Song of the Day: “Cat People (Putting Out Fire)”

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Happy hump day LemonWire readers. Today, we’ll be continuing our look at various musical moments throughout Quentin Tarantino’s filmography. Our song of the day today, “Cat People (Putting Out Fire)”, is by none other than the late, great, David Bowie, included on the “Inglourious Basterds” soundtrack.

With the recent release of “Once Upon A Time In Hollywood” still in our rear view, it’s a good time to take a step back to remember some of the more iconic moments in Tarantino’s career. When song and scene have met and merged together particularly well.

So far this week, we’ve looked at two of these moments. On Monday, we talked about “Reservoir Dogs”, as well as the Stealers Wheel song, “Stuck In The Middle With You”. Yesterday, we looked at the climax to “Kill Bill: Vol. 1”, where “Don’t Let Me Be Misunderstood/Esmeralda Suite” by Santa Esmeralda sat front and center.

As always, we’ll start off with a brief discussion of the use of music in the film, and its soundtrack overall, before moving on to the scene where our song of the day fits in.

Inglourious Basterds

In the soundtrack for “Inglourious Basterds”, Quentin Tarantino uses the music of a longtime contributor, Ennio Morricone to once again bring out the spaghetti western tones of the film. “The Verdict” balances hope and foreboding on a razor’s edge, using the two voices of flamenco guitar and piano to characterize them, respectively.

While Tarantino uses the placement of some of Morricone’s work to great and dramatic effect (especially in scenes featuring Christoph Waltz), he also isn’t afraid to include a tune or two for comedic relief. But, Tarantino’s kind of comedic relief, which is inherently violent and abrupt.

The scene I’m thinking about in particular, is when the Basterds have captured a Nazi officer and are interrogating him. Once they realize he won’t give anything up, they call in Sgt. Donny Donowitz to bash his brains in. Morricone’s “The Surrender (La Resa)” from “Once Upon a Time in the West” plays as the two regard one another for an uncomfortably long moment of intense eye contact. It’s a song you can imagine is playing in both of the men’s heads, but is cut out once Donny takes his swing and the focus is back to the objective. That quick transition tends to have this kind of whiplash effect on us, except instead of making your neck hurt, it makes you laugh.

Okay, might’ve gotten a bit carried away there. That’s not the scene we’re looking at today. It’s this next one. The one where we hear, amazingly, one of the few pop songs of the soundtrack.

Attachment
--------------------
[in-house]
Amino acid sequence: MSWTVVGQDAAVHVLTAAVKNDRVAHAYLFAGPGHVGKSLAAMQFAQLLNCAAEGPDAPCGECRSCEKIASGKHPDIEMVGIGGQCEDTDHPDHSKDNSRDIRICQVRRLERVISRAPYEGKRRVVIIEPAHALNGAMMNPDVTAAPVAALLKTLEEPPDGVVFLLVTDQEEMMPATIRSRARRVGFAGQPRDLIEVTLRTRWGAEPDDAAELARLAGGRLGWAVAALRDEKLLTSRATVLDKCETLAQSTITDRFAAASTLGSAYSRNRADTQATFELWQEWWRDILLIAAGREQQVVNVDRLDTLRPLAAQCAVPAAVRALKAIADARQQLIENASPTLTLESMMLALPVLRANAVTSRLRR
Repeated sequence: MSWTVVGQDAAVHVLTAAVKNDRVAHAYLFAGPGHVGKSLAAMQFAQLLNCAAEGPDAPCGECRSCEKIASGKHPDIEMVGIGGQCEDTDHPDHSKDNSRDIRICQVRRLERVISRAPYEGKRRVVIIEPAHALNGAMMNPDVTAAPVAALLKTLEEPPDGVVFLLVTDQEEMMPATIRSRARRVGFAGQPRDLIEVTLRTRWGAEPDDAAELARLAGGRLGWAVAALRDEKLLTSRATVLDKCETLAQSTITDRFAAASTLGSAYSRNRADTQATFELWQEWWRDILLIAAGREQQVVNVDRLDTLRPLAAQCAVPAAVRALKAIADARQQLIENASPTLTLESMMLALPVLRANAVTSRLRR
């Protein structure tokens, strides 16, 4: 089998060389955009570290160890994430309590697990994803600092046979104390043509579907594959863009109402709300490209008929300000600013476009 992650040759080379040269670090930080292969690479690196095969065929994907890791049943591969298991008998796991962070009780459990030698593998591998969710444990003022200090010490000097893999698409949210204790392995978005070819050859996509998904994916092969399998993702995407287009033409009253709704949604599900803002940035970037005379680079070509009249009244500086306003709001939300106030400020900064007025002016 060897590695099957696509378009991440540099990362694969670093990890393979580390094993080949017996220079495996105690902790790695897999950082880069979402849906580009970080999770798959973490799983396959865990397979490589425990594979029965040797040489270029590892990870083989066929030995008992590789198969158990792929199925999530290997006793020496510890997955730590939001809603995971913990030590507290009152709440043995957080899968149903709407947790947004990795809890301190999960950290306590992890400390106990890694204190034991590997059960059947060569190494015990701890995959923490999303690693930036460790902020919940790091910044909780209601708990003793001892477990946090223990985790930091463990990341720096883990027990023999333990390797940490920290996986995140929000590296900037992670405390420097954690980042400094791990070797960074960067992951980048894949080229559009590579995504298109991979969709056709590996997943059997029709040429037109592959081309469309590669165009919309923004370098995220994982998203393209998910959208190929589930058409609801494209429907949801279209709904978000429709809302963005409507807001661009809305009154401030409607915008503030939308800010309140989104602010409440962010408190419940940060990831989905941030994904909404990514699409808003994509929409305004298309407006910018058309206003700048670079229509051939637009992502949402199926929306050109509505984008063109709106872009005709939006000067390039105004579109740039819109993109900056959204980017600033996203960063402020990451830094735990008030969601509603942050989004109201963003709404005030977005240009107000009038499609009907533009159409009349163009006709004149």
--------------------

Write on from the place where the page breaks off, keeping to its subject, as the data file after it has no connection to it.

Cat People (Putting Out Fire)

One of the most surprising song choices in “Inglourious Basterds” might just be the use of David Bowie’s “Cat People (Putting Out Fire)”. The scene in which it’s used comes in toward the end of the film, as Tarantino’s heroine, Shoshanna prepares to host a group of Nazi’s at her theater. But she isn’t buttering popcorn or sweeping the floors. Instead, she dons her lipstick as war paint, and gets ready to burn the whole place down.

David Bowie’s “Cat People (Putting Out Fire)” mostly plays as Shoshanna prepares her appearance for the theatrical release. But it also fades into the background as we’re shown a short scene of her and her boyfriend taking more extreme measures to get what they need.

Lyrics

The lyrics to “Cat People (Putting Out Fire)” don’t mention cats once, surprisingly. They do, however, go hand in hand with the Shoshanna’s plan. One pair of lines speaks to her rage at the Germans, “Feel my blood enraged / It’s just the fear of losing you”. And the repeated chorus speaks to her current goal to fight back. “And I’ve been putting out the fire with gasoline”.

Final Thoughts

Once again, Tarantino shows that, when he sets his mind to pairing a song with a scene, he goes all the way with it. While “Cat People (Putting Out Fire)” does at first come across a bit questionable, there’s no doubt that it matches the tone, energy, and actions of the characters on the screen. And if that isn’t the mark of a quality mix of audio and visual, I don’t know what is.

That about finishes up our discussion of David Bowie’s “Cat People (Putting Out Fire)”, from Quentin Tarantino’s “Inglourious Basterds”. Tomorrow, we’ll continue our walk through iconic music moments in Tarantino’s filmography.

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